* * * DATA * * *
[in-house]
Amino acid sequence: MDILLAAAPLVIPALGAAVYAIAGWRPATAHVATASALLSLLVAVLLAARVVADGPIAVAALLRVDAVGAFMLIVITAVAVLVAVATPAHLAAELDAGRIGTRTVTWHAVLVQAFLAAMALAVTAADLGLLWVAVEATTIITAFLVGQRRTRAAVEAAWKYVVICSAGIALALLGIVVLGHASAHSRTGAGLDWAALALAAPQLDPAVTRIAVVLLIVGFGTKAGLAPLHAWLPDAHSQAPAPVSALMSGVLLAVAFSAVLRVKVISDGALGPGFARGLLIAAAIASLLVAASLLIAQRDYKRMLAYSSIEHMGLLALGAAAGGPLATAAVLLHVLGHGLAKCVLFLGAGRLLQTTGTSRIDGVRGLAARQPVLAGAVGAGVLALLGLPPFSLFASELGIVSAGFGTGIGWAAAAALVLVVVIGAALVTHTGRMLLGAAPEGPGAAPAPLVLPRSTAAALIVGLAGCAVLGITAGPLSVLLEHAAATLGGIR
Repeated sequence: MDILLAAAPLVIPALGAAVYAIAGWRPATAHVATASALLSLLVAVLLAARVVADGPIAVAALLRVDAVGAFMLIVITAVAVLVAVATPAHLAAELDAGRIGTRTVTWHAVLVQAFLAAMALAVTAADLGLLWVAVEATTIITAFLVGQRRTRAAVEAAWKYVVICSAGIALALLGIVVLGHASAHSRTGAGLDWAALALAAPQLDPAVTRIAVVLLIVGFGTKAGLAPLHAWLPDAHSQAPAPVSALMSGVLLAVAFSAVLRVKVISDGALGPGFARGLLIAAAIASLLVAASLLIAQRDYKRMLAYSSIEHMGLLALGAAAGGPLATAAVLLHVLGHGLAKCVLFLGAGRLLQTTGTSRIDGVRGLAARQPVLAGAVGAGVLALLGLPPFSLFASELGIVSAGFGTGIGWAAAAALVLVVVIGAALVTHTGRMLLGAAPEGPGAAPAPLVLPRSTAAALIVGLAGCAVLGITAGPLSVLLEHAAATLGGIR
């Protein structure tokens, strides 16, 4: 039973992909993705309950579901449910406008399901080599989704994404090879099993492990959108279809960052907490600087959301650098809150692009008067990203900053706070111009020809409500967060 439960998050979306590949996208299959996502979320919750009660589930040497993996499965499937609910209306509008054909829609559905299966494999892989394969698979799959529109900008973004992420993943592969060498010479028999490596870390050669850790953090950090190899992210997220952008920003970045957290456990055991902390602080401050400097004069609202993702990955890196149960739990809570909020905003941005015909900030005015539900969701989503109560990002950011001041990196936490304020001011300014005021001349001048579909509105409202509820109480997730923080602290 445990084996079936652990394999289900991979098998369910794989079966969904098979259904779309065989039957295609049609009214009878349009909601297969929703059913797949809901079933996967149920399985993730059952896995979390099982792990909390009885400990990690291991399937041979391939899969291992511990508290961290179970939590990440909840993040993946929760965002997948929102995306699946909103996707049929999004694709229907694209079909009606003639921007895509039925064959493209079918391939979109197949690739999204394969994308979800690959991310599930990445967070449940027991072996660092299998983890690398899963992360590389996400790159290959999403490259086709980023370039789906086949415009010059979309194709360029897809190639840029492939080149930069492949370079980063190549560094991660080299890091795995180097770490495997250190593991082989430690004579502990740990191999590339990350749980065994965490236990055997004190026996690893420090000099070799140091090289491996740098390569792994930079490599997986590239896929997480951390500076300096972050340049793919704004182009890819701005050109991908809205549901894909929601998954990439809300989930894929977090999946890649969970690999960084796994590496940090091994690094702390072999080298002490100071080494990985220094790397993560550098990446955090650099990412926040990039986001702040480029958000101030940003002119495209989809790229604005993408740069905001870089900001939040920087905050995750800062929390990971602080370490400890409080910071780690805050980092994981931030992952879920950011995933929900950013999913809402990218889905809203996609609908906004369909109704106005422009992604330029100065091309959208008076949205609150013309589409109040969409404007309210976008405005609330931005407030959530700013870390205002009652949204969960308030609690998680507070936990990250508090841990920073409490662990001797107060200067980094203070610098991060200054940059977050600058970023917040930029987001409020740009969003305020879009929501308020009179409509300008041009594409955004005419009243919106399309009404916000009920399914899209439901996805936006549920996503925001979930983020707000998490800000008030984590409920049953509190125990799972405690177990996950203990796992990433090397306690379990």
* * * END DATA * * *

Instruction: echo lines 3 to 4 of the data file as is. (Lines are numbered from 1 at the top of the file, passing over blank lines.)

Repeated sequence: MDILLAAAPLVIPALGAAVYAIAGWRPATAHVATASALLSLLVAVLLAARVVADGPIAVAALLRVDAVGAFMLIVITAVAVLVAVATPAHLAAELDAGRIGTRTVTWHAVLVQAFLAAMALAVTAADLGLLWVAVEATTIITAFLVGQRRTRAAVEAAWKYVVICSAGIALALLGIVVLGHASAHSRTGAGLDWAALALAAPQLDPAVTRIAVVLLIVGFGTKAGLAPLHAWLPDAHSQAPAPVSALMSGVLLAVAFSAVLRVKVISDGALGPGFARGLLIAAAIASLLVAASLLIAQRDYKRMLAYSSIEHMGLLALGAAAGGPLATAAVLLHVLGHGLAKCVLFLGAGRLLQTTGTSRIDGVRGLAARQPVLAGAVGAGVLALLGLPPFSLFASELGIVSAGFGTGIGWAAAAALVLVVVIGAALVTHTGRMLLGAAPEGPGAAPAPLVLPRSTAAALIVGLAGCAVLGITAGPLSVLLEHAAATLGGIR
């Protein structure tokens, strides 16, 4: 039973992909993705309950579901449910406008399901080599989704994404090879099993492990959108279809960052907490600087959301650098809150692009008067990203900053706070111009020809409500967060 439960998050979306590949996208299959996502979320919750009660589930040497993996499965499937609910209306509008054909829609559905299966494999892989394969698979799959529109900008973004992420993943592969060498010479028999490596870390050669850790953090950090190899992210997220952008920003970045957290456990055991902390602080401050400097004069609202993702990955890196149960739990809570909020905003941005015909900030005015539900969701989503109560990002950011001041990196936490304020001011300014005021001349001048579909509105409202509820109480997730923080602290 445990084996079936652990394999289900991979098998369910794989079966969904098979259904779309065989039957295609049609009214009878349009909601297969929703059913797949809901079933996967149920399985993730059952896995979390099982792990909390009885400990990690291991399937041979391939899969291992511990508290961290179970939590990440909840993040993946929760965002997948929102995306699946909103996707049929999004694709229907694209079909009606003639921007895509039925064959493209079918391939979109197949690739999204394969994308979800690959991310599930990445967070449940027991072996660092299998983890690398899963992360590389996400790159290959999403490259086709980023370039789906086949415009010059979309194709360029897809190639840029492939080149930069492949370079980063190549560094991660080299890091795995180097770490495997250190593991082989430690004579502990740990191999590339990350749980065994965490236990055997004190026996690893420090000099070799140091090289491996740098390569792994930079490599997986590239896929997480951390500076300096972050340049793919704004182009890819701005050109991908809205549901894909929601998954990439809300989930894929977090999946890649969970690999960084796994590496940090091994690094702390072999080298002490100071080494990985220094790397993560550098990446955090650099990412926040990039986001702040480029958000101030940003002119495209989809790229604005993408740069905001870089900001939040920087905050995750800062929390990971602080370490400890409080910071780690805050980092994981931030992952879920950011995933929900950013999913809402990218889905809203996609609908906004369909109704106005422009992604330029100065091309959208008076949205609150013309589409109040969409404007309210976008405005609330931005407030959530700013870390205002009652949204969960308030609690998680507070936990990250508090841990920073409490662990001797107060200067980094203070610098991060200054940059977050600058970023917040930029987001409020740009969003305020879009929501308020009179409509300008041009594409955004005419009243919106399309009404916000009920399914899209439901996805936006549920996503925001979930983020707000998490800000008030984590409920049953509190125990799972405690177990996950203990796992990433090397306690379990």